© 2017 by Tom Rooth Fine Art.

Created by Vanessa Rooth

British Post Office Greetings Telegrams (1935-1978), after various artists

photolithograph
dimensions, including frames:
33 x Telegram 9 ¾ x 11⅞  in. (24.8 x 30.1 cm.)

31 x Telegram 10 ½ x 12 in. (26.8 x 30.5 cm.)
12 x Telegram 11 ½ x 18 in. (29.2 x 45.7 cm.) and similar

12 x Telegram 9 x 11½ in. (22.9 x 29.2 cm.)
1 x Telegram 11 ¾  x 12 ¾  in. (29.8 x 32.4 cm.)
1 x Telegram 9 x 10 ⅜ in. (22.9 x 26.3 cm.)
1 x Telegram 8 x 10 ½ in. (20.3 x 26.7 cm.)

A set of ninety-one (91)

To view numbered images (referencing the below chart), please go to the online catalogue.

£3500

The historical equivalent of a text or WhatsApp message, the first telegram was sent in code in 1844 from Washington to Baltimore by Samuel Morse, asking “What hath God wrought?” By 1870 (the year that the British General Post Office nationalised the service), more than 3,000,000 telegrams were being sent annually, of which one of the shortest ever was from Oscar Wilde, who, enquiring as to sales for his new book, sent a solitary “?” to his publisher. The response was “!”.

To harness new commercial appeal, the Greetings Telegram was introduced in 1935. Costing three pence more than a standard telegram, the initiative was a great success, and nearly 25,000 were sent out in the first week.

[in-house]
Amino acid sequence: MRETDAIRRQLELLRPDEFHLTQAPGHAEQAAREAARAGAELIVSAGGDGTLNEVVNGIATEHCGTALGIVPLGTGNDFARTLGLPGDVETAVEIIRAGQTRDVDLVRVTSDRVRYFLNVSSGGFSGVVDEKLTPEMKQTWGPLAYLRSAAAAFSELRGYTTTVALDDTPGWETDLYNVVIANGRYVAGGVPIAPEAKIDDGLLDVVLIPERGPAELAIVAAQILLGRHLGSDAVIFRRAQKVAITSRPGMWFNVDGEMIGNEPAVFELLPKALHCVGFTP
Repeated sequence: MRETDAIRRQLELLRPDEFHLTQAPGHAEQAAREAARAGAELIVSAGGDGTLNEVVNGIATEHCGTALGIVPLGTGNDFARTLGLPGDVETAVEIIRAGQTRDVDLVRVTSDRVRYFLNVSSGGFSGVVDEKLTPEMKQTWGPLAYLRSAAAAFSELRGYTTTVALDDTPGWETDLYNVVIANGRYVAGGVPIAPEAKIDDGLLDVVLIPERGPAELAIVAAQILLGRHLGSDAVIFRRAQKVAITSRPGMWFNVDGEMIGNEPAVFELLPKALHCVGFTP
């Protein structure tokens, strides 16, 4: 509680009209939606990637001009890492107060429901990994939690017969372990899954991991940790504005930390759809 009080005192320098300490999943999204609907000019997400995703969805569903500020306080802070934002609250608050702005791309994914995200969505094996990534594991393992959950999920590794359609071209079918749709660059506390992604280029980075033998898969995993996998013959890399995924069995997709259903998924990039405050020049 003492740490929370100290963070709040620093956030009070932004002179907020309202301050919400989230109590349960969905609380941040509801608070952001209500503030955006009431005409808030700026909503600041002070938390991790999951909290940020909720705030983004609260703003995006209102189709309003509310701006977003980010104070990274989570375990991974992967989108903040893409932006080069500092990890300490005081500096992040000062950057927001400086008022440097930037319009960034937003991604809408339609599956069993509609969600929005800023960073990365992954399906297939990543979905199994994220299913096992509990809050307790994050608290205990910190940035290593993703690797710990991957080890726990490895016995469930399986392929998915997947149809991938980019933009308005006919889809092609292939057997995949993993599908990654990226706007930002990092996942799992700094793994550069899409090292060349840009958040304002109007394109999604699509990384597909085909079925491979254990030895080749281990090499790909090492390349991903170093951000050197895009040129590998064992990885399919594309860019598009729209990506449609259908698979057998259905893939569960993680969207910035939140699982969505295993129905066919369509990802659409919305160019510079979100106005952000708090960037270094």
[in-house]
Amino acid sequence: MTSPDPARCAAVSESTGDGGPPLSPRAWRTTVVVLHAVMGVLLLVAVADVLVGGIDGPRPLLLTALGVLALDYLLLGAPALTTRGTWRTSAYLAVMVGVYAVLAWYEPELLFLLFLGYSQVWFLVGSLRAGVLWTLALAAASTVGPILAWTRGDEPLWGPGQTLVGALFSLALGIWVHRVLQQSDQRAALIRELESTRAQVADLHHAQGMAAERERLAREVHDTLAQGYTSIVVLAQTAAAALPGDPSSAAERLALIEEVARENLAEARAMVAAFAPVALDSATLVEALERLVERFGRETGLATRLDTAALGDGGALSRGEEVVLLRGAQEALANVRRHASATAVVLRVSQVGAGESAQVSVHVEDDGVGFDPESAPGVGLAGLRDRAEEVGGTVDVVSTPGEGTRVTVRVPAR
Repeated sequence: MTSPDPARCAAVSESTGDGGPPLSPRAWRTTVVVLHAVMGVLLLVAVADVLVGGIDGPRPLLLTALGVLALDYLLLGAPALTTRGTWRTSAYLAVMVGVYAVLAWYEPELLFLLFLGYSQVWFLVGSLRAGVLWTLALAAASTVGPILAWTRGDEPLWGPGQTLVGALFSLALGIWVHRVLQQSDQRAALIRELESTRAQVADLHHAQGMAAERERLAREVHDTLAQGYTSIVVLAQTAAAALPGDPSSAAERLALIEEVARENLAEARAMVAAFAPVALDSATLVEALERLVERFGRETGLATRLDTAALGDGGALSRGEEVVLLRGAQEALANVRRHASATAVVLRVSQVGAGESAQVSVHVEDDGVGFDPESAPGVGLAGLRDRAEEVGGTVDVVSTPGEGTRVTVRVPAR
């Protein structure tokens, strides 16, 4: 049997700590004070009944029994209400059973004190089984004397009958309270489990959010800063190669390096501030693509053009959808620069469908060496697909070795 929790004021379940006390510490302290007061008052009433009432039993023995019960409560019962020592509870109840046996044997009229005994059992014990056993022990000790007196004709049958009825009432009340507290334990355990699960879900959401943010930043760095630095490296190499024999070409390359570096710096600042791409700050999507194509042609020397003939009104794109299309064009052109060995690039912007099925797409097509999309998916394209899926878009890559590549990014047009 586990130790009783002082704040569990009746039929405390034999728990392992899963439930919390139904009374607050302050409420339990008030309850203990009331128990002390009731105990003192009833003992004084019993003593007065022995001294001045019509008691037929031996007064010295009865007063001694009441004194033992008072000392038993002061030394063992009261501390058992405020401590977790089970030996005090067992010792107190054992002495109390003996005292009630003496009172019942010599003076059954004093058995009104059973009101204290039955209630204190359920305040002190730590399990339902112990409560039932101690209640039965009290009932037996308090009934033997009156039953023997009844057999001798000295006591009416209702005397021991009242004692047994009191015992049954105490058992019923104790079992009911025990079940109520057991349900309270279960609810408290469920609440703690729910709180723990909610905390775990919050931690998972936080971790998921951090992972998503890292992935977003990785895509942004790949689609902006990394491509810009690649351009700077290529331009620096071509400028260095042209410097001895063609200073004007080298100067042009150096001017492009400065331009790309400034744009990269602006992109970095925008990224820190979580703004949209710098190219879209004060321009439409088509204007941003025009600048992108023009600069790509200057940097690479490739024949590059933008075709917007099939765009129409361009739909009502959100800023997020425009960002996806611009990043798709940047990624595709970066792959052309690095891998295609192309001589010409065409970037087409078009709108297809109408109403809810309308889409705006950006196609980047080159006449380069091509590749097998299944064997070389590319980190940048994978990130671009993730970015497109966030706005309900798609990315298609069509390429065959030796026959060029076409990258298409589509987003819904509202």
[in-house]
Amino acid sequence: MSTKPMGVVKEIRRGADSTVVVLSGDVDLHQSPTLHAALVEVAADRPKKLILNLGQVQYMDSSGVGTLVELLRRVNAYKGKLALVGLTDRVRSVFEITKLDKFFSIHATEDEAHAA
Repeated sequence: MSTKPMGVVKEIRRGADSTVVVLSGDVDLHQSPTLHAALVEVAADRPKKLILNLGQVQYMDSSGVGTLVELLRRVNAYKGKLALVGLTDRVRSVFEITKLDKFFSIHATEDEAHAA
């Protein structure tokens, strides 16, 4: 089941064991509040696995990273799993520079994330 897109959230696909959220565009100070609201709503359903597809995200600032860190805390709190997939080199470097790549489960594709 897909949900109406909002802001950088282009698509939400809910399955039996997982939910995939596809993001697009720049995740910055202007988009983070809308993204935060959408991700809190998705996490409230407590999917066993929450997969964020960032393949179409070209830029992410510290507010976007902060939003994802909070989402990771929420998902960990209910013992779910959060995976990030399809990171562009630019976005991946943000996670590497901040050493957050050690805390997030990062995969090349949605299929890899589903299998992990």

In 1943, during the Second World War, production of the Greetings Telegram was halted due to paper rationing and exigencies. Upon its reintroduction in 1950, demand was on a steep decline due to the increasing popularity of the telephone, and also the negative association that the telegram had acquired through informing families that their loved ones had been killed or were missing in action. The final British Greetings Telegram was produced in 1978, and the overall service came to an end in the United Kingdom in 1982.

As the present collection illustrates, Greetings Telegrams were extremely popular for celebrating special events: from newborn babies to weddings; from Christmas and coronations to Valentine’s day. Indeed, more than 50,000 of Rex Whistler’s Valentine’s design of 1936 were dispatched. The Greetings Telegram was a great way for artists to increase their profile and reach an incredibly broad audience, combining - in a very Warholian manner - mass production, consumerism and art. The artists featured in this collection include Edward Ardizzone, Rex Whistler and John Strickland Goodall. However, the first Greetings Telegram was designed by Mrs Calkin James, a Post Office employee.

12 There are still a number of countries where you can still send a telegram, namely Australia, Bahrain, Canada, Germany, Israel, Japan, Mexico, Slovenia, Russia, Switzerland, and the United States. However, 15 July 2013 was the day that the telegram stopped being used on a mass-scale, when India terminated it’s service - usurped by the email and messaging.